Regulatory Law Chambers logo

ENMAX Energy Corporation 2019-2022 Energy Price Setting Plan, Decision 24721-D01-2020

Link to Decision Summarized

Rates, Energy Price Setting Plan


In this decision, the AUC considered an application from ENMAX Energy Corporation (“EEC”) in which the regulated rate option (“RRO”) provider requested approval of its 2019-2022 energy price setting plan (“EPSP”). EEC utilizes a competitive auction methodology for procuring energy and for establishing the energy charge to be paid by its RRO customers. The AUC found that the proposed auction design satisfies the requirements set out in the Regulated Rate Option Regulation (“RRO Regulation”). The AUC did not approve all aspects of the 2019-2022 EPSP, and EEC is required to file a compliance filing by no later than April 30, 2020.

Background

EEC is an RRO provider that is regulated by the AUC. EEC provides RRO service in the ENMAX Power Corporation service area, which is the city of Calgary.

EEC received AUC approval of its 2016-2018 EPSP in Decision 20448-D01-2017. An important feature of that EPSP in the determination of energy rates was the block procurement process that EEC uses to purchase electricity in the forward markets. In its 2019-2022 EPSP application EEC proposed to depart from its block procurement methodology and adopt a descending clock auction process to procure its energy. This new procurement process involves simultaneous auctions for three different types of energy products: peak blocks, flat blocks and full-load strips. EEC maintained that these auctions would produce prices that can be used to determine a just and reasonable market-based value for commodity risk compensation (“CRC”), in addition to providing contracts for the provision of electricity that will ensure that its forecast loads can be met.

Legislative Framework

The AUC noted that it must evaluate the auction process, pricing and the terms of the EPSP subject to the governing provisions of the RRO Regulation.

EEC’s Proposed EPSP

EEC retained an independent energy market expert, NERA Economic Consulting (“NERA”). NERA specializes in energy markets and the design and implementation of competitive auctions. In 2018, it assisted EPCOR Energy Alberta GP Inc.’s (“EPCOR’s”) transition to an auction-based procurement model that was approved by the AUC in Decision 22357-D01-2018.

EEC indicated that its proposed EPSP was substantially similar to EPCOR’s 2018-2021 EPSP but was modified slightly to accommodate for such things as EEC’s different RRO load volume and RRO load characteristics. Compared to EPCOR’s RRO load, EEC’s RRO load volume is one-third the size of EPCOR’s and the shape of its load is different.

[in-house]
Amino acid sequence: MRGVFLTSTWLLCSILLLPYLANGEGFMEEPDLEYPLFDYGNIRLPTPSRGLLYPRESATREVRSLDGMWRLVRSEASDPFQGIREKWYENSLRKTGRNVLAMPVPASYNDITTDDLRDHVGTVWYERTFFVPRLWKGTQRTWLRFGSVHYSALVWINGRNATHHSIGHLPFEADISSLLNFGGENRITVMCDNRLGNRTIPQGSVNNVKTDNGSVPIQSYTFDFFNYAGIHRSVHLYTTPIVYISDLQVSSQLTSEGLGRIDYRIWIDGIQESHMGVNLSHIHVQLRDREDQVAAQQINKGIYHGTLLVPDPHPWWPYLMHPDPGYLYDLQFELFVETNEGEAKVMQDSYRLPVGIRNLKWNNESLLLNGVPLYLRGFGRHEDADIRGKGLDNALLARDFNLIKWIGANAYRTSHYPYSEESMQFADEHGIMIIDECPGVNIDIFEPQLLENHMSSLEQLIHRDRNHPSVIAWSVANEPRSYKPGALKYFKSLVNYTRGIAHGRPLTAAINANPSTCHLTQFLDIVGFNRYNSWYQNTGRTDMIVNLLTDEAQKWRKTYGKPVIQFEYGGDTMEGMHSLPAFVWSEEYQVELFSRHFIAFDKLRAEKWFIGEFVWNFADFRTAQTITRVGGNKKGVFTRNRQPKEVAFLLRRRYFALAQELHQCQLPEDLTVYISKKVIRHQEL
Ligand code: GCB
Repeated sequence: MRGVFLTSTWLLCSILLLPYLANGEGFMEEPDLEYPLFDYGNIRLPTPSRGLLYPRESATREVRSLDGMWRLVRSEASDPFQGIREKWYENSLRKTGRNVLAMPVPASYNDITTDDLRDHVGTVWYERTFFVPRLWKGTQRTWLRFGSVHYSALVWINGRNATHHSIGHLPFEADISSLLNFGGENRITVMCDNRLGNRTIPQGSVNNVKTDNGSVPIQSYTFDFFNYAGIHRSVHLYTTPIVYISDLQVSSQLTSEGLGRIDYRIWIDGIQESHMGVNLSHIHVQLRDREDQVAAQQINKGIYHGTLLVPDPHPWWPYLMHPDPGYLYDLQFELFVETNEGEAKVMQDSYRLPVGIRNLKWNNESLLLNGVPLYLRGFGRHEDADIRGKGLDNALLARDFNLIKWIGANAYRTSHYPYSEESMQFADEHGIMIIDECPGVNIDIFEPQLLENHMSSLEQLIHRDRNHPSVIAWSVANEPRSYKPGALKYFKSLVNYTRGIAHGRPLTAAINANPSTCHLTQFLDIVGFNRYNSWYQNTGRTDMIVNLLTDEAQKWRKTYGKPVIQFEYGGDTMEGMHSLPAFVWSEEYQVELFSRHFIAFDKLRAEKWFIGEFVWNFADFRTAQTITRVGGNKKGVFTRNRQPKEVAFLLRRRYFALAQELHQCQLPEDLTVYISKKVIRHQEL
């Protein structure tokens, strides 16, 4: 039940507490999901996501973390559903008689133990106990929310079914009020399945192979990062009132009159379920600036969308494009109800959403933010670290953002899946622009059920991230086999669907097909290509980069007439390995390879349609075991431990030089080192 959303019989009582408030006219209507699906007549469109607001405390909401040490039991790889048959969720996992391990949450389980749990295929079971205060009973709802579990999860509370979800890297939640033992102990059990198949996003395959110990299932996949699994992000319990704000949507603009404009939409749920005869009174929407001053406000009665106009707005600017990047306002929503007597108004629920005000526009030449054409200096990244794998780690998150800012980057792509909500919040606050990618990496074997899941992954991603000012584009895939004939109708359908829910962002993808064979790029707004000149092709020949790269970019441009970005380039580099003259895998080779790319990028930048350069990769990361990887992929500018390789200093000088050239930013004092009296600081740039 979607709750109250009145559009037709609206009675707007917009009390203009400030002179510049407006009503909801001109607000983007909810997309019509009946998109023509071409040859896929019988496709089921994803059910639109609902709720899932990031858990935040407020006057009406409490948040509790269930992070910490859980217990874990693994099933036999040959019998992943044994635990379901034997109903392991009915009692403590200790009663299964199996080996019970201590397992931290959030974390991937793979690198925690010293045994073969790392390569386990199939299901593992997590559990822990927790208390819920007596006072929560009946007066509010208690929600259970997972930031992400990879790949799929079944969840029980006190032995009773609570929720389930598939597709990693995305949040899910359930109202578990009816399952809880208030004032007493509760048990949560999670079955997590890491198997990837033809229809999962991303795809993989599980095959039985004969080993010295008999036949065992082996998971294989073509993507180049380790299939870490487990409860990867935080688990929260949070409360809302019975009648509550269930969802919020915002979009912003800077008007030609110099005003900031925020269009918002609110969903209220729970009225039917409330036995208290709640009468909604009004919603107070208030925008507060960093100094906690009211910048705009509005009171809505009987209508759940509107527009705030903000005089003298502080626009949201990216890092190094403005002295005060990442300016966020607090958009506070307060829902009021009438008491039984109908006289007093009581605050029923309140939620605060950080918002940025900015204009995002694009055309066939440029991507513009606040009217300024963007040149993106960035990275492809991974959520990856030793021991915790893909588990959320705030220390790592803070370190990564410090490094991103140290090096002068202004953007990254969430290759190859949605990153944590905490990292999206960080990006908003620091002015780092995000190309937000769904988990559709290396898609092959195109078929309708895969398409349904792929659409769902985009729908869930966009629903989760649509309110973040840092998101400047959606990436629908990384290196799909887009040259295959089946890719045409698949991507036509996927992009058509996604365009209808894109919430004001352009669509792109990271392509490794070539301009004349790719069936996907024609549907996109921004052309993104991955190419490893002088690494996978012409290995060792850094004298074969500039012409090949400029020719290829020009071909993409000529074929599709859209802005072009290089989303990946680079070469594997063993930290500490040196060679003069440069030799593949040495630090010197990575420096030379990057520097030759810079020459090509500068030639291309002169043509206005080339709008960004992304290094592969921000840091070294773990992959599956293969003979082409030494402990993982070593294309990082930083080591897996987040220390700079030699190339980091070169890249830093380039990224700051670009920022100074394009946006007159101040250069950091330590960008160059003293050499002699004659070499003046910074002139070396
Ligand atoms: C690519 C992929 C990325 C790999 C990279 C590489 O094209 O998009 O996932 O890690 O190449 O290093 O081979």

The four modifications proposed for EEC’s EPSP that differ from EPCOR’s 2018-2021 EPSP include:

  • procuring 40 percent of its RRO obligation as full-load product rather than 50 percent;

  • hosting three auctions instead of four auctions;

  • having the discretion to purchase one extra peak block in auctions where there would otherwise be fewer than two peak blocks procured; and

  • setting monthly targets for peak and full-load products based on the target for flat products instead of the target for peak products.

EEC submitted that an improvement proposed for EEC’s EPSP, when compared to the design of EPCOR’s 2018-2021 EPSP, includes holding a supplemental phase after the closing round to gather exit prices for retained withdrawal units.

EEC also stated that its proposed EPSP would rely on market forces to determine the energy charge through the use of a descending clock auction process. Specifically, EEC submitted that market forces would determine competitive rates through the simultaneous procurement of flat, peak and full-load products in the auction process.

Descending Clock Auction Proposal

Sufficiency of the Pool of Suppliers and EEC’s Volumes

The AUC accepted the submissions of EEC and NERA that there is a pool of suppliers for full-load products in Alberta, noting that EPCOR has been able to procure its load through its competitive auctions, which include a full-load product. It made further note of NERA’s evidence, which concluded that “the Alberta market is reasonably capable of supporting the procurement of a Full-Load product by ENMAX Energy in addition to the procurement of Full-Load products by EPCOR under its current EPSP.”